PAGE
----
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How Do You Talk to Seniors About Mental Health?

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Mental health is an extremely important topic. It’s becoming much easier to talk about every day, but it hasn’t always been an openly-discussed topic. 

Many seniors, even though they may be struggling with mental health themselves, may find it complicated to discuss mental health with others. But whether they live in an assisted living community, a memory care community, or at home, their mental health is just as important as everyone else. But how do you talk to seniors about mental health?

It helps to educate yourself first and know the signs that a person is struggling. Then, begin the conversation by showing your patience and your willingness to understand their thoughts. Listen while they speak, and let them take the time to express things in their own way.

It’s important to provide your loved one with a safe environment where they can freely discuss their thoughts and feelings.

Educate Yourself & Know the Signs

Mental health is a complex topic, and it can affect every person differently. When speaking about mental health to seniors, it can be beneficial to think about the most common ways mental health affects them.

More than 20% of seniors experience some form of mental health problem in their later years. This can often lead to loneliness, isolation, and depression.

It’s important to learn how to recognize the signs that a senior may be struggling with their mental health so you can know where to begin.

Begin with Mutual Understanding

Once you know what to look for, it’s time to open up the discussion. Approach this topic with compassion, empathy, and understanding—and make sure that you keep in mind where they’re coming from.

It’s important to remember that many seniors grew up in a time when mental health issues were heavily stigmatized, undiscussed, or even completely disregarded. This may lead to some older adults being significantly more reserved in discussing their emotions.

Try creating a safe, comfortable, and non-judgmental environment where they can feel comfortable discussing their thoughts. However, if it takes some time for them to open up, don’t be discouraged. Try to stay positive, and relate where you can. Mental health can be a difficult topic for some people to talk about, so it may not be a quick process.

Explain the Similarities Between Mental & Physical Health

If your loved one isn’t seeing the importance of their mental health initially, it may help to draw parallels to physical health. 

For example, when a person breaks a bone, they’re never told to just ignore it and wait for it to go away. A doctor isn’t going to tell them to just hold out until it’s back to normal. They have a broken bone, and without proper attention, the bone’s going to stay damaged—and likely cause more damage rather than heal.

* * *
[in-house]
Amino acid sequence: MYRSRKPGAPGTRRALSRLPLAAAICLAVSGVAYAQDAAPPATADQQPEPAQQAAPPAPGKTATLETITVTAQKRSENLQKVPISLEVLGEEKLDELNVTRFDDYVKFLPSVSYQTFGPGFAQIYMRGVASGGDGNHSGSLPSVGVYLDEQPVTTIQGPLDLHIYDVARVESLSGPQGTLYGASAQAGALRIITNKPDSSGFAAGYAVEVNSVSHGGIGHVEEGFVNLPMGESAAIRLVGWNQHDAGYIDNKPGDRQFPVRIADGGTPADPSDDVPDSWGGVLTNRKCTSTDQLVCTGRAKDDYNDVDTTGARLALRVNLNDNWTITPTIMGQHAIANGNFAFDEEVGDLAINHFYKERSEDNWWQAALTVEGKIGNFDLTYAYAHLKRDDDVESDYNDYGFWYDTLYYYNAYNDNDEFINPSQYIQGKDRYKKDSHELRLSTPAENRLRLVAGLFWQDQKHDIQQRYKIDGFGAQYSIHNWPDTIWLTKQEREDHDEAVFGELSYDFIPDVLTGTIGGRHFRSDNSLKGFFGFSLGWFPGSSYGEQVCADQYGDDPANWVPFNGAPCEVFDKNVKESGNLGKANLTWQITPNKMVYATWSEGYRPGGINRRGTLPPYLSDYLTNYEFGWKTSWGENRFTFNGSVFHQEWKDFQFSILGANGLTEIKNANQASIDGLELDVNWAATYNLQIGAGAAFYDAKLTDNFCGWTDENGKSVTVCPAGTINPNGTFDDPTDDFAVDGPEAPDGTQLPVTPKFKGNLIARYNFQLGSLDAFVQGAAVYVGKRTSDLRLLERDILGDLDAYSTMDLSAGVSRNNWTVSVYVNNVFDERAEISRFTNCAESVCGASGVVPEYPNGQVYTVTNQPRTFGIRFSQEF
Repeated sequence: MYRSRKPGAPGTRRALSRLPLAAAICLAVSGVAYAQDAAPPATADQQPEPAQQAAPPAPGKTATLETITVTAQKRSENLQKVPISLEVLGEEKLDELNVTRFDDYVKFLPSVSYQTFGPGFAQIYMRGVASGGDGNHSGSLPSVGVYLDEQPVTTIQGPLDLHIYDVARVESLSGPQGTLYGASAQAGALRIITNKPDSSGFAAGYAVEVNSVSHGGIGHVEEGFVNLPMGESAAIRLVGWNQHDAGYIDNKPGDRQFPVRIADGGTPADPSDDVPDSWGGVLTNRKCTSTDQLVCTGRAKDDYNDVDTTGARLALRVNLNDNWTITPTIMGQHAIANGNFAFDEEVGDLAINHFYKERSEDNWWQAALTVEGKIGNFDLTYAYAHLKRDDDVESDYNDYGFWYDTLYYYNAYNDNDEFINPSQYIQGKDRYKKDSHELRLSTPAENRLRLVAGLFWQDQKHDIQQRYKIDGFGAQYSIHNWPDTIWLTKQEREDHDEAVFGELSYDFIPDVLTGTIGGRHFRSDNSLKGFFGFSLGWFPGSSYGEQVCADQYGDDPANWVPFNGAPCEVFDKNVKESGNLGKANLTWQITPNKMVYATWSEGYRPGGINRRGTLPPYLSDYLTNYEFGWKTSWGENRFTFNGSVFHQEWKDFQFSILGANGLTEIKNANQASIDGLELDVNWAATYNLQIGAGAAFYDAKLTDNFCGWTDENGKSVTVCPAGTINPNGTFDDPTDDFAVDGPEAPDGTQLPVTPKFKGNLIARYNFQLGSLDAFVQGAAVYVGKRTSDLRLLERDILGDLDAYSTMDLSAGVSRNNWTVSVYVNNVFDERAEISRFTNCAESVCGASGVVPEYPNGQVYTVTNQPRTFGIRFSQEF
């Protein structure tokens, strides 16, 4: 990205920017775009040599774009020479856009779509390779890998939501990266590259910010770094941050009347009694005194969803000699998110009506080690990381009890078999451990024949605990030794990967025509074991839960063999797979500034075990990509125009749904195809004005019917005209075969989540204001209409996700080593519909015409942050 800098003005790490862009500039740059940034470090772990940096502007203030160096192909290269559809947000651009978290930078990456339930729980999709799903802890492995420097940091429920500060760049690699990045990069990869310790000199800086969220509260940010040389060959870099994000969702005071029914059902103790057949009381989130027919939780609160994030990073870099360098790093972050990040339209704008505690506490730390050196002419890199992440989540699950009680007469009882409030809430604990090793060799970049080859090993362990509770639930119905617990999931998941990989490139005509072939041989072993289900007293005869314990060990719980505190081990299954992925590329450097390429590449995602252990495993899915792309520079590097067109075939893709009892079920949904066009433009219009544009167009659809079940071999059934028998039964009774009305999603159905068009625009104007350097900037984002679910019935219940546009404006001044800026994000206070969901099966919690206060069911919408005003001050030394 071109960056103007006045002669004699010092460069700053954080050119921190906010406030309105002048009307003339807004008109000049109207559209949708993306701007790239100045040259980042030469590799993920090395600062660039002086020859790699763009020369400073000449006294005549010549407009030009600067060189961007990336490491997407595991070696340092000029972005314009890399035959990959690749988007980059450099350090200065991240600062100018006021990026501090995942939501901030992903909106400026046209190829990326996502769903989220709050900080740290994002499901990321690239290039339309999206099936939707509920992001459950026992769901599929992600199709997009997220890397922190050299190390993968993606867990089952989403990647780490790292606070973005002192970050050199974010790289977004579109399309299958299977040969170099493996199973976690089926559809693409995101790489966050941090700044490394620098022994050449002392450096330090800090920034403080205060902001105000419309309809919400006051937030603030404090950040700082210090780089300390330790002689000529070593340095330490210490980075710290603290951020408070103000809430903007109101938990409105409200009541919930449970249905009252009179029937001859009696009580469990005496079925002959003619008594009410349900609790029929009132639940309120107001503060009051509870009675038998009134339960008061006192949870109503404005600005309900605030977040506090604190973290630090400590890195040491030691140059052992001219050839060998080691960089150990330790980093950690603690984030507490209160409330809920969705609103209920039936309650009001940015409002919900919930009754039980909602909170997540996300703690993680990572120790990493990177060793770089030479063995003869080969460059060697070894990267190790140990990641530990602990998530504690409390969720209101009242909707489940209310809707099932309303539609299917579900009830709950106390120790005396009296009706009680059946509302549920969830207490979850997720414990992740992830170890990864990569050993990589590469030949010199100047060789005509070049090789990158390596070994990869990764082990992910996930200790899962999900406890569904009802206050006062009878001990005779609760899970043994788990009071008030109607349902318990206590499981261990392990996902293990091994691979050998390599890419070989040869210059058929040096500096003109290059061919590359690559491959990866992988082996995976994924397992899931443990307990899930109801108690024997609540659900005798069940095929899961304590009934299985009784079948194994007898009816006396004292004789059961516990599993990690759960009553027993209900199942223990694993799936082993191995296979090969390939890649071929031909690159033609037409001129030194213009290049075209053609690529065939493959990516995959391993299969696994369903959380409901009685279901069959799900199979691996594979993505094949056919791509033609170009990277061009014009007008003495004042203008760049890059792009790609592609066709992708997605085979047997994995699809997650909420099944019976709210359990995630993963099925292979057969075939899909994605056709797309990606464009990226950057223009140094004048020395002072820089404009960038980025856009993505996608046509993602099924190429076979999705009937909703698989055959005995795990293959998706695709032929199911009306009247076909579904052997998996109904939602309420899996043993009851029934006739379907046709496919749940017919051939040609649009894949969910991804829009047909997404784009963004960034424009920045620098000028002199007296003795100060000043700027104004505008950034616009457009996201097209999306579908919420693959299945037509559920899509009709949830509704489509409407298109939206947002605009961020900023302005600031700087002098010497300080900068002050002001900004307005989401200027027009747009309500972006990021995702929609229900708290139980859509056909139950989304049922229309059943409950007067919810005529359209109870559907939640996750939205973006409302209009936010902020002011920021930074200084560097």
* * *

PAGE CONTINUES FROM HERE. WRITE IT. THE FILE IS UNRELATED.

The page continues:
Mental health is the same way. When a person is experiencing a mental health problem, they need the proper attention and support to heal. Just like a broken bone, mental health problems don’t just go away on their own. While some symptoms may not be as visible as a broken arm, they can be just as disruptive to a person’s life.

Many people seem to think that because you can’t physically see that a person is hurting, they must be okay. It’s important to draw parallels and create comparisons where you can to stress how important mental health really is.

Prioritize Open Communication

When you’re discussing mental health with seniors, open communication is crucial. They will likely have many questions, and it’s important you take time to answer them. Seniors may find themselves more comfortable talking about other aspects of their health instead of their emotions, so now that you’ve drawn a comparison they can use, they may be more willing to discuss.

Show genuine interest in what they’re saying. It can be helpful to share your own experiences and your own emotions. Vulnerability can be useful to help promote trust, and once you’ve opened up, you may find that they’re more willing to share their own thoughts. However, it’s important to avoid trying to give advice or offer solutions. Instead, let them freely express their emotions.

It can be particularly beneficial to practice active listening while they’re sharing their own thoughts. Be present in the conversation and avoid interrupting. It can also help to avoid making assumptions or jumping to conclusions about what they’re saying—instead, let them express their emotions in their own time, in their own way.

It may take time for your loved one to be willing to open up to you. There may be a generational gap between what some people consider acceptable or appropriate to discuss, so avoid rushing them.

Once you’ve shown that it’s a safe environment where they can express themselves without being judged, it’s much more likely that they’ll participate in the discussion!

A senior man with a cane smiles and laughs while sitting outside with a nurse and other seniors.

How All American Senior Living Can Help

Mental health is a complex and complicated topic, and it’s never too late to learn more about it. Try finding a list of local resources that can help provide your loved one with the support they deserve.At All American Senior Living in Warwick, we know how important mental health is—especially for seniors. We want each and every one of our residents to know that we’re here to support them in their mental health journey, and we take pride in helping educate our residents on the importance of mental health. Schedule a tour with us today to experience our community for yourself.

Written by kaplan

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